Once again, Mexico is ranked as the top outsourcing destination in Latin America, according to the 2014 Global Services Location Index (GLSI), published this week by the A.T. Kearney analyst firm. Following Mexico were Brazil, Chile and Costa Rica. And, for the first time ever, Colombia appears in the index.
Mexico ranked fourth overall–earning its highest position since the creation of the GLSI–behind Asia Pacific outsourcing powerhouses India, China and Malaysia.
To compile the rankings, A.T. Kearney surveyed executives from multinational companies and incorporated the knowledge gained from A.T. Kearney client engagements over the last five years. The index is available in a newly published report, “A Wealth of Choices: From Anywhere on Earth to No Location at All.”
Because of its geographic proximity, Mexico is a popular nearshore destination for American companies seeking outsourcing arrangements that benefit from similar time zones and cultural understanding.
“Mexico benefits from reasonable costs, and large, well-educated labor force that are feeding the growing industry,” the A.T. Kearney researchers write. “Guadalajara in particular offers low labor costs and an extremely strong talent pool capable of supporting large captive centers for multinationals such as Dell, IBM and Oracle.
Rankings of the 51 countries included in the index were based on three broad metric categories: financial attractiveness, people skills and availability, and business environment.
The A.T. Kearney report also highlights a number of trends changing the face of back-office outsourcing.
The authors say a “course correction” has occurred since the mid-2000s: companies are taking back some business functions from outsourcing vendors and bringing them in-house. Report co-author Erik Peterson, managing director of A.T. Kearney’s Global Business Policy Council (GBPC) think tank says, “What was once a decision based primarily on cost-effectiveness has now started to incorporate other considerations, for example, whether the function is core to the business and therefore needs to be brought back in-house, as well as external regulatory factors impacting business relationships, accountability, and the ability to protect intellectual property and customer privacy.”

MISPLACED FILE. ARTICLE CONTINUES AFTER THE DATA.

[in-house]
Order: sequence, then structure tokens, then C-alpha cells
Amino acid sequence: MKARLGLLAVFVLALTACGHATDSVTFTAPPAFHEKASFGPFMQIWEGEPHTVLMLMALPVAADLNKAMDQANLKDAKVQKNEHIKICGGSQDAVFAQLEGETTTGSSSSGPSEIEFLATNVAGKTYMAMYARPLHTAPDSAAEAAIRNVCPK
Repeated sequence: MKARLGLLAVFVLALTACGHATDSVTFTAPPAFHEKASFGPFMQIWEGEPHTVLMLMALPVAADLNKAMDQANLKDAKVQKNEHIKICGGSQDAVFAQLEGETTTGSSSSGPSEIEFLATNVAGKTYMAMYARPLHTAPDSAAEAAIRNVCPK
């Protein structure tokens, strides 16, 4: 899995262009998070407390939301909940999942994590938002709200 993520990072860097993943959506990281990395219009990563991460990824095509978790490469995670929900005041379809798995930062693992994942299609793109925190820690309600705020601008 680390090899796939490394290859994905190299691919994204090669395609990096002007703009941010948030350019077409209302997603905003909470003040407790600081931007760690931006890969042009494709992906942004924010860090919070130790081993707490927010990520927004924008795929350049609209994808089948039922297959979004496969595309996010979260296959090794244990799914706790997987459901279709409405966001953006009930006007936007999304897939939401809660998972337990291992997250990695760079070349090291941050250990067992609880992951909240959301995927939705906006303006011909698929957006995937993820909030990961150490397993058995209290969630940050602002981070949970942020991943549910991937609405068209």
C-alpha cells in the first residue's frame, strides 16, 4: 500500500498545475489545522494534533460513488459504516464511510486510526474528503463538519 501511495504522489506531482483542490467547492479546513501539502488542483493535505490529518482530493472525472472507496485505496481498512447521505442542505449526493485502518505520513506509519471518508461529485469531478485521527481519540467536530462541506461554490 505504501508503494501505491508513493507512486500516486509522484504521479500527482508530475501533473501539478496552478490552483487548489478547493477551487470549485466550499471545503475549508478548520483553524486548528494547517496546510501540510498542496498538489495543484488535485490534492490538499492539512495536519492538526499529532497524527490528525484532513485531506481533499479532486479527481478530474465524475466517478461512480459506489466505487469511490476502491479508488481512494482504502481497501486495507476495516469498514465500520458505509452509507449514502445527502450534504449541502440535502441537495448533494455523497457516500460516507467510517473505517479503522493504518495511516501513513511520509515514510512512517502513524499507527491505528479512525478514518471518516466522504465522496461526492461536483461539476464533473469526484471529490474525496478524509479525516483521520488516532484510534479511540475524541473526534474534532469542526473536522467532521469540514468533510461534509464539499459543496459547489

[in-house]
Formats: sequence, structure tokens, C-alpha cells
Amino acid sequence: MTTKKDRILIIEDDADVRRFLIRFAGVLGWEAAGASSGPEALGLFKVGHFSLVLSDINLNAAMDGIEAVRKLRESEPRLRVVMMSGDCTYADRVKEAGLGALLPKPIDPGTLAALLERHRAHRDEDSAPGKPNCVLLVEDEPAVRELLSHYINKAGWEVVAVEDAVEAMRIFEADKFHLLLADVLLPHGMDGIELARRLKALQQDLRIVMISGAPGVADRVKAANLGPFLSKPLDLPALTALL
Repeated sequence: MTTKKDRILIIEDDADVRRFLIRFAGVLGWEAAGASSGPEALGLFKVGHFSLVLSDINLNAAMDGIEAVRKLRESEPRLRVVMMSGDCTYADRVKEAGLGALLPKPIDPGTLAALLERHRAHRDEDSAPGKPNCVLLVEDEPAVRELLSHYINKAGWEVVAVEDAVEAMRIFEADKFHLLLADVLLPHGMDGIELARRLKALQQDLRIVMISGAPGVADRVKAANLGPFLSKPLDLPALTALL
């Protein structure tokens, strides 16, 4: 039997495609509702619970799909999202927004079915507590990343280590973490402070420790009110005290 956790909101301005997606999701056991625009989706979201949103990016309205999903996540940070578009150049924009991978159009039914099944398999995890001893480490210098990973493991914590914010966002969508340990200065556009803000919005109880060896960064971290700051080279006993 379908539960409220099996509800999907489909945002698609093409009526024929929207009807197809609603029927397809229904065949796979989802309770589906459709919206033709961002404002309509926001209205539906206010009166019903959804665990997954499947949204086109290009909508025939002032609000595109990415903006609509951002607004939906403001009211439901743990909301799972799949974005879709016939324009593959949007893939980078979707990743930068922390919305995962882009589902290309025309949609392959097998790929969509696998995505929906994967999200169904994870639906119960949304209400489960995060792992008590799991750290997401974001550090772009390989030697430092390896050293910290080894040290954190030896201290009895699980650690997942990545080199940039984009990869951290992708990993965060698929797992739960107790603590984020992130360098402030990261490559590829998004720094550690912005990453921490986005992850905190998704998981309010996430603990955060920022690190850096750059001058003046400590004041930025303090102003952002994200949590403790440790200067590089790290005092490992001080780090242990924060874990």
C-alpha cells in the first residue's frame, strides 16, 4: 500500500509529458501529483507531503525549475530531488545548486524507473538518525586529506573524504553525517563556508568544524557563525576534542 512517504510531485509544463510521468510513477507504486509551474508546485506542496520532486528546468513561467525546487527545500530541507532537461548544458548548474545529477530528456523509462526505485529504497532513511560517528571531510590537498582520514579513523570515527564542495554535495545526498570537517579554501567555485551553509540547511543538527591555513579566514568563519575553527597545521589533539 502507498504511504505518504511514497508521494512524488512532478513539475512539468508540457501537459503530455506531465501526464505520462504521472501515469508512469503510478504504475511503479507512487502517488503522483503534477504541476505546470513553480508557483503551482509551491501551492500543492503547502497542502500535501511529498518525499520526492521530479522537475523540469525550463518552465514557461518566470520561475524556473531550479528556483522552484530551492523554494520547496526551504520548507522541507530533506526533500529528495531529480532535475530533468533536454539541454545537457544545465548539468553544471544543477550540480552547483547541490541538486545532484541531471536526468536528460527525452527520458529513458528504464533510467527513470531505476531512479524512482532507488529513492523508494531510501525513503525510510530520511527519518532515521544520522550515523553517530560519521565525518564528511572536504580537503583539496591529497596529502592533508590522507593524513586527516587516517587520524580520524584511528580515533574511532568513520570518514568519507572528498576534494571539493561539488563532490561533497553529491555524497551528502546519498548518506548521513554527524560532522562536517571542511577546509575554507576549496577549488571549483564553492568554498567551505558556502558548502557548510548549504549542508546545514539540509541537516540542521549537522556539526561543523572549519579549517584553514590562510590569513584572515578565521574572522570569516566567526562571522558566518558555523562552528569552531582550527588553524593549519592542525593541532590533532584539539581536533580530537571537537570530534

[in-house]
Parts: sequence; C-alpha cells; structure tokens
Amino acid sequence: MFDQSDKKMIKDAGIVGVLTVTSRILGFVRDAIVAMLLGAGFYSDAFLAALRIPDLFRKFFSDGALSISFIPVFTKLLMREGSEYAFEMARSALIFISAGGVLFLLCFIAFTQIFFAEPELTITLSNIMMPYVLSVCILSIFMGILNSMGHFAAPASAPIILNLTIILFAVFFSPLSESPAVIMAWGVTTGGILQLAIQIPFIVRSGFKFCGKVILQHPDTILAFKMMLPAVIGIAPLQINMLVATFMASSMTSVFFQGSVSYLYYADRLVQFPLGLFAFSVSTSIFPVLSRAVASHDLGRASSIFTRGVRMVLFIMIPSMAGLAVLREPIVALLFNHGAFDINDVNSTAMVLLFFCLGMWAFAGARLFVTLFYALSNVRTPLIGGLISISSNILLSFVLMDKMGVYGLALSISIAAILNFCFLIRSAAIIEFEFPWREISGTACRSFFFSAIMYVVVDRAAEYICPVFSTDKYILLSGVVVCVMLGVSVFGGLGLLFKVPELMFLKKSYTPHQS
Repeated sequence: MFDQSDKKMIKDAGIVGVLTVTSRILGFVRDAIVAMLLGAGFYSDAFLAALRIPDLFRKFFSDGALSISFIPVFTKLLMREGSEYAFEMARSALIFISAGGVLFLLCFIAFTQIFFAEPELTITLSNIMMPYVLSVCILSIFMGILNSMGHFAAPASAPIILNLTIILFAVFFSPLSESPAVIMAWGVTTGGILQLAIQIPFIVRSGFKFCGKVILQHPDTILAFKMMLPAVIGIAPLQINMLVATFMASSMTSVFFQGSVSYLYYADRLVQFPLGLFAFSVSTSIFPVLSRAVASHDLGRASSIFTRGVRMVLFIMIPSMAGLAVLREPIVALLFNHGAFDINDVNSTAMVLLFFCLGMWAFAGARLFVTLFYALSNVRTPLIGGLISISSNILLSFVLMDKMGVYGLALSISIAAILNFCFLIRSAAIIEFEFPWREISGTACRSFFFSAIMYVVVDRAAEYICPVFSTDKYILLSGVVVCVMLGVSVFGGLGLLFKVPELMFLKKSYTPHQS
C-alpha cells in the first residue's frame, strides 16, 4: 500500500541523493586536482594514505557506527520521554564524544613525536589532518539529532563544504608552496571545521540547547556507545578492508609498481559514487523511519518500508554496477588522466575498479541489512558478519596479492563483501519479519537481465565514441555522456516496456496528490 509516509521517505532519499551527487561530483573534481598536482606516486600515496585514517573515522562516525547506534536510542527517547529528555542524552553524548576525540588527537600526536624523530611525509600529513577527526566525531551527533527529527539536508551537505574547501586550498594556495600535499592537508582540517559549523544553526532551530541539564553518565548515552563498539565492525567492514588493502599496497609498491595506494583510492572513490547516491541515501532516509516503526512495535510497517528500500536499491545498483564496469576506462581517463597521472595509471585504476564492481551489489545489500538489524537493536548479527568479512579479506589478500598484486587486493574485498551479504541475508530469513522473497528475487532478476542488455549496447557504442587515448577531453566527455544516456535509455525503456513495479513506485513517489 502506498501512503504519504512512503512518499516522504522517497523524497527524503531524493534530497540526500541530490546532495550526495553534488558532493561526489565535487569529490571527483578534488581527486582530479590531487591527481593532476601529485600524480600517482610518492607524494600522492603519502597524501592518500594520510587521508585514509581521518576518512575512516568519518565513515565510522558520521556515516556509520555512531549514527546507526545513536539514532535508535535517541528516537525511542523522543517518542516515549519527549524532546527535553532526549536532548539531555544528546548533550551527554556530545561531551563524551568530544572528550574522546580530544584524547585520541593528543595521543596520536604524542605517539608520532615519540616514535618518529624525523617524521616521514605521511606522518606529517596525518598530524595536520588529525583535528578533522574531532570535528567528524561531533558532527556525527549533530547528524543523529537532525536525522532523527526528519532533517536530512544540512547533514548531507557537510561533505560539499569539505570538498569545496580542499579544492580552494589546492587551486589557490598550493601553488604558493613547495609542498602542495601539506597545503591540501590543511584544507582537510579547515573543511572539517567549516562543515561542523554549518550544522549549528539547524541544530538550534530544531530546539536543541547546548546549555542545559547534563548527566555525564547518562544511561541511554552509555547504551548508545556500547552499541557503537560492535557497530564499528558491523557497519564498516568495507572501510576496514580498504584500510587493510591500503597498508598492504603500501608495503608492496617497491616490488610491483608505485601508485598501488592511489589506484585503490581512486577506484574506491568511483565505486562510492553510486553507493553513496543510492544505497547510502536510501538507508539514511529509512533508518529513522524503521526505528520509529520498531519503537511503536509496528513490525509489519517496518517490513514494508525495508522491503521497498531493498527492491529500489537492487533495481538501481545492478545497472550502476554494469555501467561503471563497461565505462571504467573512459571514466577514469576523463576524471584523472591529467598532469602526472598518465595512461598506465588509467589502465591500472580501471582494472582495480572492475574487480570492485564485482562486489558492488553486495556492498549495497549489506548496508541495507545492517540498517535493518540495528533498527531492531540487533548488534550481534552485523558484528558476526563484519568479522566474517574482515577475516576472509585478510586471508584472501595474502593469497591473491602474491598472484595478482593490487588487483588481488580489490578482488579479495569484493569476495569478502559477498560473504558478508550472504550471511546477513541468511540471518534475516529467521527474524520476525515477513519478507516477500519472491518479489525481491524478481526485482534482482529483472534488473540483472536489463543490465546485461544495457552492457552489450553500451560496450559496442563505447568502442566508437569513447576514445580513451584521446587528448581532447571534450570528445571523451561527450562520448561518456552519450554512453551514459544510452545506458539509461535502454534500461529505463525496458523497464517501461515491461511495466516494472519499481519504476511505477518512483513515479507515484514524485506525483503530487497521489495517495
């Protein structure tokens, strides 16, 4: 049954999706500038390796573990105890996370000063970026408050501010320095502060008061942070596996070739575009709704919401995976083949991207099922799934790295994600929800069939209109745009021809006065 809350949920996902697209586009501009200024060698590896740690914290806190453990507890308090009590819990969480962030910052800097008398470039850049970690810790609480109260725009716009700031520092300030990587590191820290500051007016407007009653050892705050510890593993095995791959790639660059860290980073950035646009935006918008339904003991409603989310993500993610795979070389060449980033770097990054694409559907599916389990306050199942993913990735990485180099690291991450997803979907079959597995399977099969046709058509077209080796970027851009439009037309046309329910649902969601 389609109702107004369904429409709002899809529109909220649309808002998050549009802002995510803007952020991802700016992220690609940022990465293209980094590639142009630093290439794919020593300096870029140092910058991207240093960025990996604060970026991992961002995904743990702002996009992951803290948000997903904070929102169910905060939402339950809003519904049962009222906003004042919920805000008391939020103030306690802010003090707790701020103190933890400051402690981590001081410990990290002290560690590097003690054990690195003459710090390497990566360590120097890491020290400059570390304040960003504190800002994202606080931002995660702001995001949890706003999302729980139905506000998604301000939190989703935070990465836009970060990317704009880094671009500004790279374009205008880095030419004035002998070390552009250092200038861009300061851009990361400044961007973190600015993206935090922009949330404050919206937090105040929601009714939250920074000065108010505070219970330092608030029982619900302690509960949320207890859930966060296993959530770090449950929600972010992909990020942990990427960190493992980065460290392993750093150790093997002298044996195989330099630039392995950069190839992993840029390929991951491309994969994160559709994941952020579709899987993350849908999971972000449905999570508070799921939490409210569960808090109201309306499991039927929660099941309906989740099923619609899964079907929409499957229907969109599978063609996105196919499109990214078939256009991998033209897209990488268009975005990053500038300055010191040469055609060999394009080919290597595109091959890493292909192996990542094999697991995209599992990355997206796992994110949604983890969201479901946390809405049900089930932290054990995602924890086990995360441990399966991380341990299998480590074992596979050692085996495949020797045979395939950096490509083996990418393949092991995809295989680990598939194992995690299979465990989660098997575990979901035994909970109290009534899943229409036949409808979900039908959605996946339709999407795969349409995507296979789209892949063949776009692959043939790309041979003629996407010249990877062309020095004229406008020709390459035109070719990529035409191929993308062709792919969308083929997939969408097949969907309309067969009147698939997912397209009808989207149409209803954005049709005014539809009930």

The title of the report alludes to the burgeoning trend of business process automation, particularly powerful software tools that fall under the category of robotic process automation (RPA), which can perform rote tasks for less than low-cost labor. Routine business processes may be “outsourced” to software robots, eliminating the need to move the process to a low-cost location.
“Over the past several decades, we’ve gone from a world where organizations that once had just one location now have dozens. In the future, however, as quick and easy deployment makes automation feasible for whole new categories of jobs, we may move to a world of ‘no location,’ ” Peterson says.
Report co-author Johan Gott, a GBPC senior manager, observes: “With the rise of ‘no location,’ countries in the low-value-add niche may see their opportunities erode, so they’ll need a strategy to aggressively move up the value chain to stay relevant.”
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